Years ago, as a very impressionable 13-year-old, I would run out to the driveway every Sunday morning to be the first to snag the Sunday newspaper. It wasn’t the morning’s headlines I was after, the comics or even the crossword puzzle. What I looked forward to every Sunday was the Parade Magazine. Inside there was a feature titled, “Fresh Voices," where author, Lynn Minton posed questions to teens. The questions asked ranged from, “Should parents control teenagers?” to “What are your dreams and aspirations?”
All of the answers were provided by teens, giving a voice to what I thought at the time was a voiceless group of individuals.
I loved reading what other teens my age had to say about certain issues, and often found comfort and validity in the way I was feeling.
At the end of each article, the author would post the question she was working on for one of her next articles. I often thought about writing a response to one of the questions, but always stopped short of doing so, until one question in particular piqued my interest.
It was at the summer of 1996 and I was just finishing junior high, about to enter high school. The question asked was, “What do you want your friends to say at your 10-year high school reunion?”
I had never really thought about this question. Here I was, about to enter high school. These were the people I would be reunited with for years and years to come. What did I want them to say about me at our reunion? Did I care what they’d say? Should I care?
The fact was, I did care what my friends would say, but what did I want them to say? I didn’t have any big aspirations at the time, but there was one thing that I knew for sure, and that was that I wanted to be liked — genuinely liked. I wanted people to say nice things about me, but I wanted it to be true. More importantly, I always wanted to be worthy of those compliments.
I had so many thoughts running through my head, but they all needed to be condensed down to one short paragraph.
So, with pen and paper in my hand, I wrote these words: “What I'd like to hear from the popular kids ... is 'I wish I'd taken time to get to know her better. She seems like a really neat person.' ... I'd like my friends to say, 'She's still friendly.'"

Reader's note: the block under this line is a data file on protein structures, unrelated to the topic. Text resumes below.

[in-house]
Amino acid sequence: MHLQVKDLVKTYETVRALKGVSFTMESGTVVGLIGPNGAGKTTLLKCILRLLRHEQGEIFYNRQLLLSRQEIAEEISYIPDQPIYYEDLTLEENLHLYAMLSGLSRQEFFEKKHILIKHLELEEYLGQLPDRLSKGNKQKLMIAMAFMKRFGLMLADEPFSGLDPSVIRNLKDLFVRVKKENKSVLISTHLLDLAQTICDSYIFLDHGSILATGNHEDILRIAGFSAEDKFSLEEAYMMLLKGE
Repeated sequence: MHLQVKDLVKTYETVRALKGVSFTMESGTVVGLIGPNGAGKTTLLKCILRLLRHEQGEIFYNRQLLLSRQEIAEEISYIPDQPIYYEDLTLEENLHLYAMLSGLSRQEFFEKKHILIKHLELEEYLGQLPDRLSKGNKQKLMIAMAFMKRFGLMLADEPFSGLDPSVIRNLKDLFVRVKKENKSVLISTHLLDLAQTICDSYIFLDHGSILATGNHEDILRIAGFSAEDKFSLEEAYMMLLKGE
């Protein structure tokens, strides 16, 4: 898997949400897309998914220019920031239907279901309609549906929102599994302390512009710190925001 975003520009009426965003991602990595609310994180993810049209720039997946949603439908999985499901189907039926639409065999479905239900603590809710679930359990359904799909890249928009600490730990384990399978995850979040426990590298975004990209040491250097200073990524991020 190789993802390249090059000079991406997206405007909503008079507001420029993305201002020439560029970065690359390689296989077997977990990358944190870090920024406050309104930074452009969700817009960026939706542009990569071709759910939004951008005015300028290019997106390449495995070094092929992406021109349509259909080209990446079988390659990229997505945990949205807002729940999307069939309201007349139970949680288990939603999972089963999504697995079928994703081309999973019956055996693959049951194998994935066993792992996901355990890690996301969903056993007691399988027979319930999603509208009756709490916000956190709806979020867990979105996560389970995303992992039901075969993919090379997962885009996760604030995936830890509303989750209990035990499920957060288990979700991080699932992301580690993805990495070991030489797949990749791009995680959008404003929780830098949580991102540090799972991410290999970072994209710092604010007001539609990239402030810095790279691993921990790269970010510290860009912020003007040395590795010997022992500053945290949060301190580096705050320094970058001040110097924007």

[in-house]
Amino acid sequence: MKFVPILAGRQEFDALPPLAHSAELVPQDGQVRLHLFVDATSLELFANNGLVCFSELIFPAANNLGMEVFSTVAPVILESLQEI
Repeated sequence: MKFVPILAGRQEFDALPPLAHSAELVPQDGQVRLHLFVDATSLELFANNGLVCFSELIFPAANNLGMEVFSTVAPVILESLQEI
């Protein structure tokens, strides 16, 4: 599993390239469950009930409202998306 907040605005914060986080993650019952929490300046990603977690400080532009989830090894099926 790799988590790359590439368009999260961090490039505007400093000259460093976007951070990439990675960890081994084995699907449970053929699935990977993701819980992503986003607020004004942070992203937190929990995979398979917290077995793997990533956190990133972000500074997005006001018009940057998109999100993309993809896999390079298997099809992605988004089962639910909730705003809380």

With that, I put my note along with a school photo in an envelope addressed to Parade Magazine and sent it off.
To my surprise, two weeks later I received a phone call from Minton, telling me that she loved my response and was going to use it in the upcoming issue.
When the magazine came out, I read mine and then all of the other responses. There were a few, however, that caused me to wonder if I had answered the question correctly.
“At my 10th reunion I want no one to recognize me. I want to be a completely different person. ... I want people to be jealous," one said. “Your house looked great on Lifestyles of the Rich and Famous," another one said.
Should I have written about what I dreamed to be? Should I want to be rich and famous? Should I care about what I look like, as to impress all those who made fun of my crooked teeth, short body and hand-me-down clothes?
The fact was, I didn’t care about those things. I wanted to be nice to everyone. I wanted nice things to be said about me, and I wanted to live a live worthy of those compliments. I didn’t want anyone to say, “Wow! You’ve changed!” I never wanted to change, because I always wanted to be me, and that “me” was going to be kind.
While I have certainly not been perfect and spotless in every way, I have tried. When I have been less than kind, I have done all I can to make it right.
At my 10-year reunion, I didn't have any grand accomplishments that were worthy of high praise, and I certainly didn't raise any eyebrows. I did, however, enjoy an evening with friends, new and old, just as I had hoped for.
To all you teens, or “Fresh Voices” as I like to call you, I challenge you to think about what it is you want your friends at your high school reunion to say about you, and ask that you strive to make kindness one of those things.